VIVITROL is contraindicated in patients with acute hepatitis or liver failure, patients receiving opioid analgesics, patients with current physiologic opioid dependence, patients in acute opioid withdrawal, any individual who has failed the naloxone challenge test or has a positive urine screen for opioids, and in patients who have previously exhibited hypersensitivity to naltrexone, polylactide-co-glycolide (PLG), carboxymethylcellulose or any other components of the diluent.
Naltrexone has the capacity to cause hepatocellular injury when given in excessive doses.
Naltrexone is contraindicated in acute hepatitis or liver failure, and its use in patients with active liver disease must be carefully considered in light of its hepatotoxic effects.
The margin of separation between the apparently safe dose of naltrexone and the dose causing hepatic injury appears to be only five-fold or less. VIVITROL does not appear to be a hepatotoxin at the recommended doses.
Patients should be warned of the risk of hepatic injury and advised to seek medical attention if they experience symptoms of acute hepatitis. Use of VIVITROL should be discontinued in the event of symptoms and/or signs of acute hepatitis.
VIVITROL is administered as an intramuscular (IM) gluteal injection. Inadvertent subcutaneous injection of VIVITROL may increase the likelihood of severe injection site reactions. VIVITROL must be injected using one of the customized needles provided in the carton. Because needle length may not be adequate due to body habitus, each patient should be assessed prior to each injection to assure that needle length is adequate for IM administration. VIVITROL injections may be followed by pain, tenderness, induration, swelling, erythema, bruising or pruritus; however, in some cases injection site reactions may be very severe. Injection site reactions not improving may require prompt medical attention, including in some cases surgical intervention.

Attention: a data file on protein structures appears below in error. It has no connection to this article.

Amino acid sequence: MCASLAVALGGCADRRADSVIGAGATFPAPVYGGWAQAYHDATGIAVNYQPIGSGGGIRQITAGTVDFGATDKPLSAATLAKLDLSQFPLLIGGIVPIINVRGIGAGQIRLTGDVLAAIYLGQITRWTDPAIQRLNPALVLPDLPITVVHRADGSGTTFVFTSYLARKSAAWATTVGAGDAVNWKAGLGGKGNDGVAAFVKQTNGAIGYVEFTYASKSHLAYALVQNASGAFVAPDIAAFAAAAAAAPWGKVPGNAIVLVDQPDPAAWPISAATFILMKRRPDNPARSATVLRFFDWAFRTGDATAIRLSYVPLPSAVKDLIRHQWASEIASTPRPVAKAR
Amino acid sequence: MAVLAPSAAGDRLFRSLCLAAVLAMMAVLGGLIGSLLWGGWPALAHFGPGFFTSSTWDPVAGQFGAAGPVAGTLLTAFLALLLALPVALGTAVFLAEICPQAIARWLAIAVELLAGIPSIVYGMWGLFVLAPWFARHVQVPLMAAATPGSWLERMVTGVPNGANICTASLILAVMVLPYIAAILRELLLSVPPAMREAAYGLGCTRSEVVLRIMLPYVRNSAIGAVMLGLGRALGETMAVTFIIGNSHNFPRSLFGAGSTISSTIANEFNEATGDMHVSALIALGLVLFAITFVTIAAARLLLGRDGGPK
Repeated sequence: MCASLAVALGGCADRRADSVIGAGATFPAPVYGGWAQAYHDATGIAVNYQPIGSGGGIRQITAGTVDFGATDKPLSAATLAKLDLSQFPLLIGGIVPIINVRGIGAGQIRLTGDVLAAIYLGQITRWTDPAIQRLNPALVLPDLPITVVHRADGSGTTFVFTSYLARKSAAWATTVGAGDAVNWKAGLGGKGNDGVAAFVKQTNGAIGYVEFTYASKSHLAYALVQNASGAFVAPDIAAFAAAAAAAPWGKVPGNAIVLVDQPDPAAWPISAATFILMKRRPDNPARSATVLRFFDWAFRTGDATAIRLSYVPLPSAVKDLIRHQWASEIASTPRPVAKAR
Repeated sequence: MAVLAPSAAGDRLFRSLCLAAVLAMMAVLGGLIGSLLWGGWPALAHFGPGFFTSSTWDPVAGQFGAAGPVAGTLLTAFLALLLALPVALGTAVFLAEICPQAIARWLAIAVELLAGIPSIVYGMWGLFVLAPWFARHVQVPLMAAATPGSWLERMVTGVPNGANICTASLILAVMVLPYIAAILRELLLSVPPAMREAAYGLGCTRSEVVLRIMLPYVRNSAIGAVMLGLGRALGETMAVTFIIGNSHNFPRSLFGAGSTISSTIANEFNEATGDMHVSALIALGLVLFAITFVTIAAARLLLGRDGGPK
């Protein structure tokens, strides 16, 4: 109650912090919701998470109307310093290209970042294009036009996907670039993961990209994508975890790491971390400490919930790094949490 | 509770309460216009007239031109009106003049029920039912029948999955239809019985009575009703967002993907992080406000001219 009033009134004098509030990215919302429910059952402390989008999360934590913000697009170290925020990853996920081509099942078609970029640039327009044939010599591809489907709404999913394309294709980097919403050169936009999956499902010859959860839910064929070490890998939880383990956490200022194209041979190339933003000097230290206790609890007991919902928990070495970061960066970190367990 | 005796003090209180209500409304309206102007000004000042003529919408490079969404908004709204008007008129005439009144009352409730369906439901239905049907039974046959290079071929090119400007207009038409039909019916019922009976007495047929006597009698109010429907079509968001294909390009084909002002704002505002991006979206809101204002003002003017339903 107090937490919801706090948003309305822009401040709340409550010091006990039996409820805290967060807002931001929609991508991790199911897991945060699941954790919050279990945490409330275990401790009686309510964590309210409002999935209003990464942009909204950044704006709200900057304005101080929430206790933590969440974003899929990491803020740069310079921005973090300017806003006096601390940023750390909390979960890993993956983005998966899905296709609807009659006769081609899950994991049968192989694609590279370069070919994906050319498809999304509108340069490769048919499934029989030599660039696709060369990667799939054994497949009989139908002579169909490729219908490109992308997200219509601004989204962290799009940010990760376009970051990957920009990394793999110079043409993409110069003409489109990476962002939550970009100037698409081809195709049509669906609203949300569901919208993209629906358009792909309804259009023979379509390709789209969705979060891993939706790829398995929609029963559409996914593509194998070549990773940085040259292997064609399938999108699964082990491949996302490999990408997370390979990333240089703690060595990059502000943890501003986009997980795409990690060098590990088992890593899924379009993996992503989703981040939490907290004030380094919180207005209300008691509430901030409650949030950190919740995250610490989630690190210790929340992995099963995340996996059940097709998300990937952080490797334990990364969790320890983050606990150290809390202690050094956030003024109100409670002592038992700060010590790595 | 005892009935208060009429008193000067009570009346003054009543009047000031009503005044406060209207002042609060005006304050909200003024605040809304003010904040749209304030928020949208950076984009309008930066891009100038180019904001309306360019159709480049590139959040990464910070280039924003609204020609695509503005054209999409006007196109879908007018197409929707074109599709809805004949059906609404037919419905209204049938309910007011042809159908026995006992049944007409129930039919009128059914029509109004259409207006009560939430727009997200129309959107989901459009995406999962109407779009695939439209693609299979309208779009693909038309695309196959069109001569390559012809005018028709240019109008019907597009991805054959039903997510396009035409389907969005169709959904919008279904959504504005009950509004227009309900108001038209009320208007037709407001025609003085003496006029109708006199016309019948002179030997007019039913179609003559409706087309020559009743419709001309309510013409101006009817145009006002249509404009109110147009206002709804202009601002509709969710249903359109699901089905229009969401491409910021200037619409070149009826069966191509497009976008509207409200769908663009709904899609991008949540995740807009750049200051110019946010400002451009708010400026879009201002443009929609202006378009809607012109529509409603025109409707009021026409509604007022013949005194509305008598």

Consider the diagnosis of eosinophilic pneumonia if patients develop progressive dyspnea and hypoxemia. Patients should be warned of the risk of hypersensitivity reactions, including anaphylaxis. Opioid-dependent patients, including those being treated for alcohol dependence, must be opioid-free for a minimum of 7-10 days before VIVITROL treatment. Attempts to overcome opioid blockade due to VIVITROL may result in a fatal overdose. After opioid detoxification, patients are likely to have reduced tolerance to opioids. Use of lower doses of opioids after VIVITROL is discontinued, at the end of a dosing interval or after missing a dose could result in life-threatening opioid intoxication. Alcohol- and opioid-dependent patients, including those taking VIVITROL, should be monitored for the development of depression or suicidal thoughts. As with any IM injection, VIVITROL should be administered with caution to patients with thrombocytopenia or any coagulation disorder. In an emergency situation in patients receiving VIVITROL, suggestions for pain management include regional analgesia or use of non-opioid analgesics. Patients requiring reversal of the VIVITROL blockade for pain management should be monitored by appropriately trained personnel in a setting equipped for cardiopulmonary resuscitation. Caution is recommended in administering VIVITROL to patients with moderate to severe renal impairment.